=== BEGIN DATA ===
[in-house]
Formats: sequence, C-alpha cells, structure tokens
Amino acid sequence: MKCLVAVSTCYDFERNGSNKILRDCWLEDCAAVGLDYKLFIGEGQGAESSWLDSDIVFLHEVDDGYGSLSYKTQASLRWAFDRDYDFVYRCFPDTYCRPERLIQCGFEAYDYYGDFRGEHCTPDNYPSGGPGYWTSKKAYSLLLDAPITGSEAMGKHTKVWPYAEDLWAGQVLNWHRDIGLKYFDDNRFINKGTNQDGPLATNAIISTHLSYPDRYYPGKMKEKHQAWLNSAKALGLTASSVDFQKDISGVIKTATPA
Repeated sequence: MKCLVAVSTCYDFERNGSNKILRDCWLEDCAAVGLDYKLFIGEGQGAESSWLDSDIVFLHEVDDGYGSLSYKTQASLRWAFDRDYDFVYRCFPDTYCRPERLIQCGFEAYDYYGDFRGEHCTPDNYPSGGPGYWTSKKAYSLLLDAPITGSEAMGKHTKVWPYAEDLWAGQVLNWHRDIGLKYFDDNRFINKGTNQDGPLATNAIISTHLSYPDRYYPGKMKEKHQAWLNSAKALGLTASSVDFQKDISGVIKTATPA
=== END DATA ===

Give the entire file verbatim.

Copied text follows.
[in-house]
Formats: sequence, C-alpha cells, structure tokens
Amino acid sequence: MKCLVAVSTCYDFERNGSNKILRDCWLEDCAAVGLDYKLFIGEGQGAESSWLDSDIVFLHEVDDGYGSLSYKTQASLRWAFDRDYDFVYRCFPDTYCRPERLIQCGFEAYDYYGDFRGEHCTPDNYPSGGPGYWTSKKAYSLLLDAPITGSEAMGKHTKVWPYAEDLWAGQVLNWHRDIGLKYFDDNRFINKGTNQDGPLATNAIISTHLSYPDRYYPGKMKEKHQAWLNSAKALGLTASSVDFQKDISGVIKTATPA
Repeated sequence: MKCLVAVSTCYDFERNGSNKILRDCWLEDCAAVGLDYKLFIGEGQGAESSWLDSDIVFLHEVDDGYGSLSYKTQASLRWAFDRDYDFVYRCFPDTYCRPERLIQCGFEAYDYYGDFRGEHCTPDNYPSGGPGYWTSKKAYSLLLDAPITGSEAMGKHTKVWPYAEDLWAGQVLNWHRDIGLKYFDDNRFINKGTNQDGPLATNAIISTHLSYPDRYYPGKMKEKHQAWLNSAKALGLTASSVDFQKDISGVIKTATPA